Pfizer and BioNTech say COVID-19 vaccine protects adolescents, plan to submit data to FDA
Pfizer and BioNTech said Wednesday that their COVID-19 vaccine was highly protective among children aged 12 to 15 years in a phase 3 trial.
The companies said they plan to submit the data to the FDA “in the coming weeks” for a request to expand the vaccine’s emergency use authorization for use in the lower age group. Right now, the vaccine is authorized for use in people aged 16 years or older. It is the only COVID-19 vaccine authorized in the U.S. for any pediatric population.
“We share the urgency to expand the authorization of our vaccine to use in younger populations and are encouraged by the clinical trial data from adolescents between the ages of 12 and 15,” Pfizer Chairman and CEO Albert Bourla, DVM, PhD, said in a statement.
Bourla said the goal of the FDA submission — and regulatory submissions elsewhere in the world, including Europe — is to be able to vaccinate children in this age group “before the start of the next school year.”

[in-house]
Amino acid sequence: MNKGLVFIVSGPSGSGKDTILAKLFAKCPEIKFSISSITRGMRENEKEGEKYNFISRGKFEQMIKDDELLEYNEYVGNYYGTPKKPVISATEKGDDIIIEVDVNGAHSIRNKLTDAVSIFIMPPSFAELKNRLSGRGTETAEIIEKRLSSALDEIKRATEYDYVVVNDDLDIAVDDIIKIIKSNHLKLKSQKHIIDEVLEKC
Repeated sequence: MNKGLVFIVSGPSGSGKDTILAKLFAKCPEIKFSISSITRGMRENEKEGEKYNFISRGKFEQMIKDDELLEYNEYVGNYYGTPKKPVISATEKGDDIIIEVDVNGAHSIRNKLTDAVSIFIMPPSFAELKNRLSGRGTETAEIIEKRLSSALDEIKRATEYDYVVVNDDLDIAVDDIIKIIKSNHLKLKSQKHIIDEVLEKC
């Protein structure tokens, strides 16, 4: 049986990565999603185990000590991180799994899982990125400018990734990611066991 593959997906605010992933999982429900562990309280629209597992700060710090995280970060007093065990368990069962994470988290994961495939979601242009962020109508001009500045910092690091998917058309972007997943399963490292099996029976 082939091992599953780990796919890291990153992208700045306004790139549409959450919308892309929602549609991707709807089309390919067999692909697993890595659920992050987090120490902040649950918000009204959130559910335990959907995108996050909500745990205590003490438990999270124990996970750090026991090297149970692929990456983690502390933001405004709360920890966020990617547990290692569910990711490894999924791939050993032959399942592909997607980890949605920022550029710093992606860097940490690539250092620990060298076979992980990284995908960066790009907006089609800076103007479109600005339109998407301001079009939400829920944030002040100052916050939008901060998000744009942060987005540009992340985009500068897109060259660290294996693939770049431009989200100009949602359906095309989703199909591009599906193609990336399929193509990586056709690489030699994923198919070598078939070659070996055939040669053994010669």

The trial enrolled 2,260 children aged between 12 and 15 years in the United States. According to a news release, there were 18 cases of COVID-19 in the placebo group (1,129 children) compared with none among 1,131 children in the vaccinated group.
The companies said the vaccine, BNT162b2, elicited SARS-CoV-2 neutralizing antibody geometric mean titers (GMTs) of 1,239.5 in study participants, “demonstrating strong immunogenicity in a subset of adolescents 1 month after the second dose.” That exceeded the response recorded in a trial of participants aged 16 to 25 years, in which GMTs were 705.1.
The companies also provided an update on a trial testing the vaccine among children aged 6 months to 11 years, reporting that the first healthy children started receiving doses last week.
“Across the globe, we are longing for a normal life,” BioNTech CEO and cofounder Ugur Sahin, MD, said in a statement. “This is especially true for our children. The initial results we have seen in the adolescent studies suggest that children are particularly well protected by vaccination, which is very encouraging given the trends we have seen in recent weeks regarding the spread of the B.1.1.7 variant. It is very important to enable them to get back to everyday school life and to meet friends and family while protecting them and their loved ones.